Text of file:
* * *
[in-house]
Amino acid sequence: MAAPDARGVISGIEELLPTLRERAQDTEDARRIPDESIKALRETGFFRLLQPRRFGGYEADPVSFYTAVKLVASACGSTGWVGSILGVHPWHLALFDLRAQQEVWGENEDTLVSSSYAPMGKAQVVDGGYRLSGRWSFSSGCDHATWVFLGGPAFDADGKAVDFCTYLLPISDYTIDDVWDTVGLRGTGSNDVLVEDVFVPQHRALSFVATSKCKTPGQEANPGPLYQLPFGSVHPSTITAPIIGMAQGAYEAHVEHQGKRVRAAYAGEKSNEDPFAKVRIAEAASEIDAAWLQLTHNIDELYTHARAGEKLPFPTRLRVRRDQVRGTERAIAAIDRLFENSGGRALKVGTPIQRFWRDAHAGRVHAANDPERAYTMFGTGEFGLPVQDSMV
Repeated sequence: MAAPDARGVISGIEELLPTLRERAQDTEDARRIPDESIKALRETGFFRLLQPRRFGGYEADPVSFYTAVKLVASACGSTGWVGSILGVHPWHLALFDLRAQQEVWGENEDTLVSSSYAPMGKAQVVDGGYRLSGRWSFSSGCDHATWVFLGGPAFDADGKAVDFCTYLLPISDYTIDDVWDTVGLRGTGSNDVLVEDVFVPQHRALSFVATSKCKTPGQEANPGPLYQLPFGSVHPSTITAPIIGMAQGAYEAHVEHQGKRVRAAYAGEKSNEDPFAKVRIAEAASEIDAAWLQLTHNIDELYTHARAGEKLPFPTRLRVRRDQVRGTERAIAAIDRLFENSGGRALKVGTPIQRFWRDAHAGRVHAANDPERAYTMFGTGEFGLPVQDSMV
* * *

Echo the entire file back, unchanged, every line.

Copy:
[in-house]
Amino acid sequence: MAAPDARGVISGIEELLPTLRERAQDTEDARRIPDESIKALRETGFFRLLQPRRFGGYEADPVSFYTAVKLVASACGSTGWVGSILGVHPWHLALFDLRAQQEVWGENEDTLVSSSYAPMGKAQVVDGGYRLSGRWSFSSGCDHATWVFLGGPAFDADGKAVDFCTYLLPISDYTIDDVWDTVGLRGTGSNDVLVEDVFVPQHRALSFVATSKCKTPGQEANPGPLYQLPFGSVHPSTITAPIIGMAQGAYEAHVEHQGKRVRAAYAGEKSNEDPFAKVRIAEAASEIDAAWLQLTHNIDELYTHARAGEKLPFPTRLRVRRDQVRGTERAIAAIDRLFENSGGRALKVGTPIQRFWRDAHAGRVHAANDPERAYTMFGTGEFGLPVQDSMV
Repeated sequence: MAAPDARGVISGIEELLPTLRERAQDTEDARRIPDESIKALRETGFFRLLQPRRFGGYEADPVSFYTAVKLVASACGSTGWVGSILGVHPWHLALFDLRAQQEVWGENEDTLVSSSYAPMGKAQVVDGGYRLSGRWSFSSGCDHATWVFLGGPAFDADGKAVDFCTYLLPISDYTIDDVWDTVGLRGTGSNDVLVEDVFVPQHRALSFVATSKCKTPGQEANPGPLYQLPFGSVHPSTITAPIIGMAQGAYEAHVEHQGKRVRAAYAGEKSNEDPFAKVRIAEAASEIDAAWLQLTHNIDELYTHARAGEKLPFPTRLRVRRDQVRGTERAIAAIDRLFENSGGRALKVGTPIQRFWRDAHAGRVHAANDPERAYTMFGTGEFGLPVQDSMV